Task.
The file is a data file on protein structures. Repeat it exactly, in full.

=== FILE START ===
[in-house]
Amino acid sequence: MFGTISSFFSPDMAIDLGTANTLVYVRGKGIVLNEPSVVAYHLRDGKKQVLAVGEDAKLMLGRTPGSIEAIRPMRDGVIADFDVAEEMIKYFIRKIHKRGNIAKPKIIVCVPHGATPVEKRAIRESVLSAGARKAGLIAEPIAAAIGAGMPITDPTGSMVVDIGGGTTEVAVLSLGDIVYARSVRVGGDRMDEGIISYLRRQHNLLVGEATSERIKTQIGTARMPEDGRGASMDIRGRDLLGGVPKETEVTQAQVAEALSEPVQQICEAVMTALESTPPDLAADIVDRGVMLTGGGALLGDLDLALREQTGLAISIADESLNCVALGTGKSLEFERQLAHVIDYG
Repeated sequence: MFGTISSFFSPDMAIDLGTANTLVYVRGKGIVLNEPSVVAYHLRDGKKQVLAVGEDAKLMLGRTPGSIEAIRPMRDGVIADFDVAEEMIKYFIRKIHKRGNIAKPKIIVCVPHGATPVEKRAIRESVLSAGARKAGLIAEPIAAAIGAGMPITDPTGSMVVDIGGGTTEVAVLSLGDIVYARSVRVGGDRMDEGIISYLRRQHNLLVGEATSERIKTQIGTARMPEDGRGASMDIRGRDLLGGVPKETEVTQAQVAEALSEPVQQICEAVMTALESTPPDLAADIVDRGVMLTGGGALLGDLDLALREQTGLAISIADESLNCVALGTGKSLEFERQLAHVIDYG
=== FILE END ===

[in-house]
Amino acid sequence: MFGTISSFFSPDMAIDLGTANTLVYVRGKGIVLNEPSVVAYHLRDGKKQVLAVGEDAKLMLGRTPGSIEAIRPMRDGVIADFDVAEEMIKYFIRKIHKRGNIAKPKIIVCVPHGATPVEKRAIRESVLSAGARKAGLIAEPIAAAIGAGMPITDPTGSMVVDIGGGTTEVAVLSLGDIVYARSVRVGGDRMDEGIISYLRRQHNLLVGEATSERIKTQIGTARMPEDGRGASMDIRGRDLLGGVPKETEVTQAQVAEALSEPVQQICEAVMTALESTPPDLAADIVDRGVMLTGGGALLGDLDLALREQTGLAISIADESLNCVALGTGKSLEFERQLAHVIDYG
Repeated sequence: MFGTISSFFSPDMAIDLGTANTLVYVRGKGIVLNEPSVVAYHLRDGKKQVLAVGEDAKLMLGRTPGSIEAIRPMRDGVIADFDVAEEMIKYFIRKIHKRGNIAKPKIIVCVPHGATPVEKRAIRESVLSAGARKAGLIAEPIAAAIGAGMPITDPTGSMVVDIGGGTTEVAVLSLGDIVYARSVRVGGDRMDEGIISYLRRQHNLLVGEATSERIKTQIGTARMPEDGRGASMDIRGRDLLGGVPKETEVTQAQVAEALSEPVQQICEAVMTALESTPPDLAADIVDRGVMLTGGGALLGDLDLALREQTGLAISIADESLNCVALGTGKSLEFERQLAHVIDYG